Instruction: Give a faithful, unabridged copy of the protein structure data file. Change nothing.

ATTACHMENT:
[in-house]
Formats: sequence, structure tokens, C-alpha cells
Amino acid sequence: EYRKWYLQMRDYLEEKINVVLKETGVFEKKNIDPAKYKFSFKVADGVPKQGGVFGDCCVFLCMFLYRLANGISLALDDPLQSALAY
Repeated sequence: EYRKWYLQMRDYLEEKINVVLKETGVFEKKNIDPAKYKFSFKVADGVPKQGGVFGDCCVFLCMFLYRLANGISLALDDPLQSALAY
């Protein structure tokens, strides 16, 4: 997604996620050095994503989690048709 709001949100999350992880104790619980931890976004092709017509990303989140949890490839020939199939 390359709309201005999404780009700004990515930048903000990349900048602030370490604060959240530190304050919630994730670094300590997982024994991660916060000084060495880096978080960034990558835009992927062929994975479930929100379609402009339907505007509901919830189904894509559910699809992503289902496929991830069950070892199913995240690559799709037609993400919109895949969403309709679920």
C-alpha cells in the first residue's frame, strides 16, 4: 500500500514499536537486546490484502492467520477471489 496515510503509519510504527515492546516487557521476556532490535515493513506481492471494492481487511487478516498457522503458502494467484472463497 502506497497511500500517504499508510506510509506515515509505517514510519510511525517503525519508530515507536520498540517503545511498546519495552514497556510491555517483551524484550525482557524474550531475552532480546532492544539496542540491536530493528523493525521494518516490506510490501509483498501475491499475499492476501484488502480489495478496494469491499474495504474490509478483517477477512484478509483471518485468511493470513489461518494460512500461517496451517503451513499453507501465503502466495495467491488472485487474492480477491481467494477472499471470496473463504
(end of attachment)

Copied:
[in-house]
Formats: sequence, structure tokens, C-alpha cells
Amino acid sequence: EYRKWYLQMRDYLEEKINVVLKETGVFEKKNIDPAKYKFSFKVADGVPKQGGVFGDCCVFLCMFLYRLANGISLALDDPLQSALAY
Repeated sequence: EYRKWYLQMRDYLEEKINVVLKETGVFEKKNIDPAKYKFSFKVADGVPKQGGVFGDCCVFLCMFLYRLANGISLALDDPLQSALAY
């Protein structure tokens, strides 16, 4: 997604996620050095994503989690048709 709001949100999350992880104790619980931890976004092709017509990303989140949890490839020939199939 390359709309201005999404780009700004990515930048903000990349900048602030370490604060959240530190304050919630994730670094300590997982024994991660916060000084060495880096978080960034990558835009992927062929994975479930929100379609402009339907505007509901919830189904894509559910699809992503289902496929991830069950070892199913995240690559799709037609993400919109895949969403309709679920």
C-alpha cells in the first residue's frame, strides 16, 4: 500500500514499536537486546490484502492467520477471489 496515510503509519510504527515492546516487557521476556532490535515493513506481492471494492481487511487478516498457522503458502494467484472463497 502506497497511500500517504499508510506510509506515515509505517514510519510511525517503525519508530515507536520498540517503545511498546519495552514497556510491555517483551524484550525482557524474550531475552532480546532492544539496542540491536530493528523493525521494518516490506510490501509483498501475491499475499492476501484488502480489495478496494469491499474495504474490509478483517477477512484478509483471518485468511493470513489461518494460512500461517496451517503451513499453507501465503502466495495467491488472485487474492480477491481467494477472499471470496473463504